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  • Showing only topics in ~music with the tag "hip hop". Back to normal view / Search all groups
    1. It seems like hip-hop is not the most popular genre on Tildes based on what I see most of the "what are you listening" responses to be, but I want to see if there are any of you out there. I...

      It seems like hip-hop is not the most popular genre on Tildes based on what I see most of the "what are you listening" responses to be, but I want to see if there are any of you out there. I happen to be a big fan of hip-hop, all of it - from 1980 to 2020 and any subgenre that has existed. Just a true love for the art and culture. Out of all that love poetry came into my life, and eventually writing lyrics to hip-hop songs just as some of you talented folk here write to or produce other genres.

      I recently decided to take a step and record some of the lyrics I was writing and I feel pretty confident and happy about it for the first time. I like to write to any beats, experimental to boom bap to trap so if you make hip-hop in any sense or with any influence from any sphere of other types of music at all, I'd love to hear some different takes on it.

      Bottom line: if I like it and you like my style, let's collab! That's why I'm asking. I just met a dude from Russia via reddit and made a track with him - the internet is an amazing place (I'm from US). So, yes, plug your tracks if you're a producer I want to hear em.

      11 votes
    2. On the second week of the new format, we're going to try out themes based on periods of time, this time being the year of 1992. Themes, both years like this one or whatever else you think would...

      On the second week of the new format, we're going to try out themes based on periods of time, this time being the year of 1992. Themes, both years like this one or whatever else you think would work well for the listening club, can be suggested in this thread or if you join the unofficial Tildes Discord server in the #listening-club channel.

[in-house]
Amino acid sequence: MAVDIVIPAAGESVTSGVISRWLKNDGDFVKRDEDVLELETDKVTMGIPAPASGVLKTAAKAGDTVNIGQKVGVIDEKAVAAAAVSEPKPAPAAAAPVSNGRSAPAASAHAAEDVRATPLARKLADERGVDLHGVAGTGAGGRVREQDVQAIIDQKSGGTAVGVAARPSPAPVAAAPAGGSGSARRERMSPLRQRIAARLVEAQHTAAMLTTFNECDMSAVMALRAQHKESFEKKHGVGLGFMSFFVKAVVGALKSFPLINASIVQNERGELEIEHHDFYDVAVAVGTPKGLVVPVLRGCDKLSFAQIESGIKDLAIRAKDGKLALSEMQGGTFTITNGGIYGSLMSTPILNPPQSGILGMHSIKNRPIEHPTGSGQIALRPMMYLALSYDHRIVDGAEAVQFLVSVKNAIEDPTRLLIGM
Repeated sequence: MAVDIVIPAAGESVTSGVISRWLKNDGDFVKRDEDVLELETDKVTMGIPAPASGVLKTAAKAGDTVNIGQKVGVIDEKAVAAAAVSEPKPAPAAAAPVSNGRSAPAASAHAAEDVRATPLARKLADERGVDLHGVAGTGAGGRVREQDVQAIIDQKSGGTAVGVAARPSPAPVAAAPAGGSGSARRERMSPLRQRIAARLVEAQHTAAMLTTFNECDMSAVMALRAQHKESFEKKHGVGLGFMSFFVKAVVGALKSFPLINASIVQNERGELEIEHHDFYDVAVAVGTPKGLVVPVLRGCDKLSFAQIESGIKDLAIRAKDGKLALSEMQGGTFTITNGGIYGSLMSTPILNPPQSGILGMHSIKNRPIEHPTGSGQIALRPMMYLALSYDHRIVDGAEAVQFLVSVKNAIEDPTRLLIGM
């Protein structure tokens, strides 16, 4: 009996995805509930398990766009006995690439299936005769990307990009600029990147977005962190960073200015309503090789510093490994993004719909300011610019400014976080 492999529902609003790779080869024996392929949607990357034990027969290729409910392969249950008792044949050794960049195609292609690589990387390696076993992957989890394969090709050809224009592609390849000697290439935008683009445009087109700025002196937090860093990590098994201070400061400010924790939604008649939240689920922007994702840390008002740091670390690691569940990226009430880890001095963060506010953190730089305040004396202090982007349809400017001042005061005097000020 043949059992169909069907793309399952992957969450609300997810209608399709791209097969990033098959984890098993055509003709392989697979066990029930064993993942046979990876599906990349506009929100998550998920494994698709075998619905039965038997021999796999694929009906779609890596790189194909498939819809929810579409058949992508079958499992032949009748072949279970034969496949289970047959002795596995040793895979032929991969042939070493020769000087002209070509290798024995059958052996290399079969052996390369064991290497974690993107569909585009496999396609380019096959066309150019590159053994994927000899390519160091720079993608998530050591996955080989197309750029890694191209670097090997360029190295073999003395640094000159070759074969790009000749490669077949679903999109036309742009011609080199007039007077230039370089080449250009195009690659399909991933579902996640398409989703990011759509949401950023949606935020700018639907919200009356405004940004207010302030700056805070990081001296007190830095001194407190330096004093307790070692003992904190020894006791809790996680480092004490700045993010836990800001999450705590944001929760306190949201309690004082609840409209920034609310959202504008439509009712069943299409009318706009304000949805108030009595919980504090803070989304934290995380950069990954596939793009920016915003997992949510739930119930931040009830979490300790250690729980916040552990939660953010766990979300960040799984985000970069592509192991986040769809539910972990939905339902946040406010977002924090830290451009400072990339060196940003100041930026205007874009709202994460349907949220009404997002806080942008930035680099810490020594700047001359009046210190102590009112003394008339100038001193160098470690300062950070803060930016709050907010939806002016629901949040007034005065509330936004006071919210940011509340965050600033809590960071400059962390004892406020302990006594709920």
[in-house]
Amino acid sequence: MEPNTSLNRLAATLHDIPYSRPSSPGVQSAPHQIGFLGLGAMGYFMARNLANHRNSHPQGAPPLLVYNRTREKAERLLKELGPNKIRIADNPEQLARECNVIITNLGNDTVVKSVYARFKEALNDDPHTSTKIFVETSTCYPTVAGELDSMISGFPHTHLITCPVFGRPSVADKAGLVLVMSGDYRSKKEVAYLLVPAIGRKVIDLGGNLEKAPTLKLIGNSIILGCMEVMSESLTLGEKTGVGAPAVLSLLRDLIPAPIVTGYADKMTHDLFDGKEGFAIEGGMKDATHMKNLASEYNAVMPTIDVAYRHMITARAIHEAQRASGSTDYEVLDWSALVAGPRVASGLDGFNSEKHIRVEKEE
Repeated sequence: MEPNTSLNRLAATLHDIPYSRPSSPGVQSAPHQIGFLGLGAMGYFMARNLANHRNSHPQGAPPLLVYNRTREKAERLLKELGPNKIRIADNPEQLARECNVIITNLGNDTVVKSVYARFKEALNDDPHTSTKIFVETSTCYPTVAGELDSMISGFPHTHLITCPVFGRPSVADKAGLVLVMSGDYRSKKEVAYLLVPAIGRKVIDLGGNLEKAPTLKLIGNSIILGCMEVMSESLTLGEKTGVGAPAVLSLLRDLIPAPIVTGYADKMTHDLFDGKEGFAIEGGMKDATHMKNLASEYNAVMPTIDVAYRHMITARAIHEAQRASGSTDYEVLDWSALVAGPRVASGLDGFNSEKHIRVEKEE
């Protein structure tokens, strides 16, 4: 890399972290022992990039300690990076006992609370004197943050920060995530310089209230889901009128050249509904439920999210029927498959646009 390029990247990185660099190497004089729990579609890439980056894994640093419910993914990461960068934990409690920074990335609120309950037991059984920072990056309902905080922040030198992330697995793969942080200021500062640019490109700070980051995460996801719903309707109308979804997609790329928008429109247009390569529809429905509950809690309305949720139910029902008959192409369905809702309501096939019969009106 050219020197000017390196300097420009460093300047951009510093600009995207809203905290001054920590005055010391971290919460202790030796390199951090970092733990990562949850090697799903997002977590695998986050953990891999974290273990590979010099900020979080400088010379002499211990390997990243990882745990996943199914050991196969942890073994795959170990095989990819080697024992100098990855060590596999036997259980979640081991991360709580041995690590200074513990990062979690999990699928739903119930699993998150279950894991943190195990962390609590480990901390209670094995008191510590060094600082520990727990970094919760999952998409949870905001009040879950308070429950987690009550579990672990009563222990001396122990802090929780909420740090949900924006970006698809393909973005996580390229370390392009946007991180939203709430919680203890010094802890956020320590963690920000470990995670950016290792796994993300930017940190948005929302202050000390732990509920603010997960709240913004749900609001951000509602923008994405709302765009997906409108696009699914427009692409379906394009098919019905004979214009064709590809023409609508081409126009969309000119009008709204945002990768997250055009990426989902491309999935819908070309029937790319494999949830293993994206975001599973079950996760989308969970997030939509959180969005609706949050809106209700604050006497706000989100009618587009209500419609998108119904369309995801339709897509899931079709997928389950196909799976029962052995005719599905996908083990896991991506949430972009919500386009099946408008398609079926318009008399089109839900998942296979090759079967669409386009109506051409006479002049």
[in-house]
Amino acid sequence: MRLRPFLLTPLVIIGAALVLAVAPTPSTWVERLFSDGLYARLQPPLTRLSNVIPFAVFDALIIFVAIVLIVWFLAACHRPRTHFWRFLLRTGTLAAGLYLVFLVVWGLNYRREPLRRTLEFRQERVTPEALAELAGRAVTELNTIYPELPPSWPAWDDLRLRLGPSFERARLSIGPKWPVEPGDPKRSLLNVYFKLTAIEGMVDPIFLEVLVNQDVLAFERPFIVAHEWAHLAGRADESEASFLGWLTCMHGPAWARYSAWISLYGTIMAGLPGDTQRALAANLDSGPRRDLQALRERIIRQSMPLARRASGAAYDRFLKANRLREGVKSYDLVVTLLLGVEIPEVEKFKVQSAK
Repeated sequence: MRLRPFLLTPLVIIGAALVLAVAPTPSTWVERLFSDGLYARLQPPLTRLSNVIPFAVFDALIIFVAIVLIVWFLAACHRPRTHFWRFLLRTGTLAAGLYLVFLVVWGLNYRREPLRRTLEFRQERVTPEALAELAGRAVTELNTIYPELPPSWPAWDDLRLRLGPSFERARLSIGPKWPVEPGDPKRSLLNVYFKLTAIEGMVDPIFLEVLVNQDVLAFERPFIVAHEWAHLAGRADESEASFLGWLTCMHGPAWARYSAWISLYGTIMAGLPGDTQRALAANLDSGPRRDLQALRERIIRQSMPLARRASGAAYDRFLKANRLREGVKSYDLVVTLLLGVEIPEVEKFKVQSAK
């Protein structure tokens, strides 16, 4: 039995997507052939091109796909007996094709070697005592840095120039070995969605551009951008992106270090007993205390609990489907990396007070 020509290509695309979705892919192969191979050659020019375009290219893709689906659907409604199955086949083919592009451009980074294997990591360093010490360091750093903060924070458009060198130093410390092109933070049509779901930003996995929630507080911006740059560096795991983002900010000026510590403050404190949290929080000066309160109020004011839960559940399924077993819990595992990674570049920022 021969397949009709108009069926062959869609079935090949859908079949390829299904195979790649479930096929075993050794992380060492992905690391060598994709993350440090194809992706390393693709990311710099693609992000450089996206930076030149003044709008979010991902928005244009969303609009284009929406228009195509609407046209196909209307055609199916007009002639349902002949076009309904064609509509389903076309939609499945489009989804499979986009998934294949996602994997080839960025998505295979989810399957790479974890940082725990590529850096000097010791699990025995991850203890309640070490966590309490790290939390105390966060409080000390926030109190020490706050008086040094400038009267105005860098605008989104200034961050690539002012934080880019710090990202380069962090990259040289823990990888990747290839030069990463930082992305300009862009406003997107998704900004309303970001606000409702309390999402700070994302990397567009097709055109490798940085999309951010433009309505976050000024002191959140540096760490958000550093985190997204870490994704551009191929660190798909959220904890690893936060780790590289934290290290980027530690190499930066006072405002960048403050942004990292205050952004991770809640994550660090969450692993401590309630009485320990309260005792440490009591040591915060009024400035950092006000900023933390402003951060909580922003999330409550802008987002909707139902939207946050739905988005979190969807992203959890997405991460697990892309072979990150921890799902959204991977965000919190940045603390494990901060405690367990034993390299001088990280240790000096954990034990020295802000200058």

Essential Album: Aphex Twin - Selected Ambient Works 85-92 - Listen!

      While a lot of excellent and long-lasting work was released in 1992, Selected Ambient Works 85-92 stands out as one of the most influential and has stood the test of time as well as any of them. As much as everyone hates the label of "Intelligent Dance Music" (IDM), there's no doubt that SAW is one of the cornerstone records of that genre that has an impact in the world of music at large that can't be ignored.

      Selected Ambient Works 85–92 is the debut studio album by the English electronic musician Richard D. James under the pseudonym of Aphex Twin, released as a very limited import in late November 1992 by Apollo Records, an imprint of the more prominent label R&S Records, and later widely in February 1993. The 1992 LP was James' third release overall, and collected tracks dating back as early as 1985. An analogue remaster was released in 2006, and a digital remaster in 2008.

      Selected Ambient Works 85–92 received widespread acclaim and has been characterised as a landmark of electronica, ambient music, and IDM. It was followed by Selected Ambient Works Volume II (1994). On the week ending 27 September 2014, the album entered at #30 in the UK Dance Albums Chart after the release of his 2014 album Syro.

      Widely regarded by critics as one of the pioneering works in early IDM and modern electronic music, retrospective reviews mention its influence on electronic artists. Warp Records refers to it as "the birthplace and the benchmark of modern electronic music" and has stated that "every home should have a copy." In 2003, the album was placed #92 in "NME's 100 Best Albums" poll. Nine years later, it was named the greatest album of the 1990s by FACT Magazine. The album was also featured in the book 1001 Albums You Must Hear Before You Die.